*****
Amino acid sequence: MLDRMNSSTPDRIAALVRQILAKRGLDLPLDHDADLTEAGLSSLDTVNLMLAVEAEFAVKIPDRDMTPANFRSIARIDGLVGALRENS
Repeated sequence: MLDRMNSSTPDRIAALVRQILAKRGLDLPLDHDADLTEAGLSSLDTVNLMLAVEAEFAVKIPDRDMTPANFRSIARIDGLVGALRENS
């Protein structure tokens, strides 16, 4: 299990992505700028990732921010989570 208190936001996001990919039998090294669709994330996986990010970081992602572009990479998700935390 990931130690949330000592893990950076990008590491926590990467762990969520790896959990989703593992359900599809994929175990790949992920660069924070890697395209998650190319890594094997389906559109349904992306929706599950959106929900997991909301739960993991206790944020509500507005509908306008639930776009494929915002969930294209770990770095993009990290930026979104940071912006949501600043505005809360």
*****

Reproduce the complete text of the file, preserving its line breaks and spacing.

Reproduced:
Amino acid sequence: MLDRMNSSTPDRIAALVRQILAKRGLDLPLDHDADLTEAGLSSLDTVNLMLAVEAEFAVKIPDRDMTPANFRSIARIDGLVGALRENS
Repeated sequence: MLDRMNSSTPDRIAALVRQILAKRGLDLPLDHDADLTEAGLSSLDTVNLMLAVEAEFAVKIPDRDMTPANFRSIARIDGLVGALRENS
């Protein structure tokens, strides 16, 4: 299990992505700028990732921010989570 208190936001996001990919039998090294669709994330996986990010970081992602572009990479998700935390 990931130690949330000592893990950076990008590491926590990467762990969520790896959990989703593992359900599809994929175990790949992920660069924070890697395209998650190319890594094997389906559109349904992306929706599950959106929900997991909301739960993991206790944020509500507005509908306008639930776009494929915002969930294209770990770095993009990290930026979104940071912006949501600043505005809360």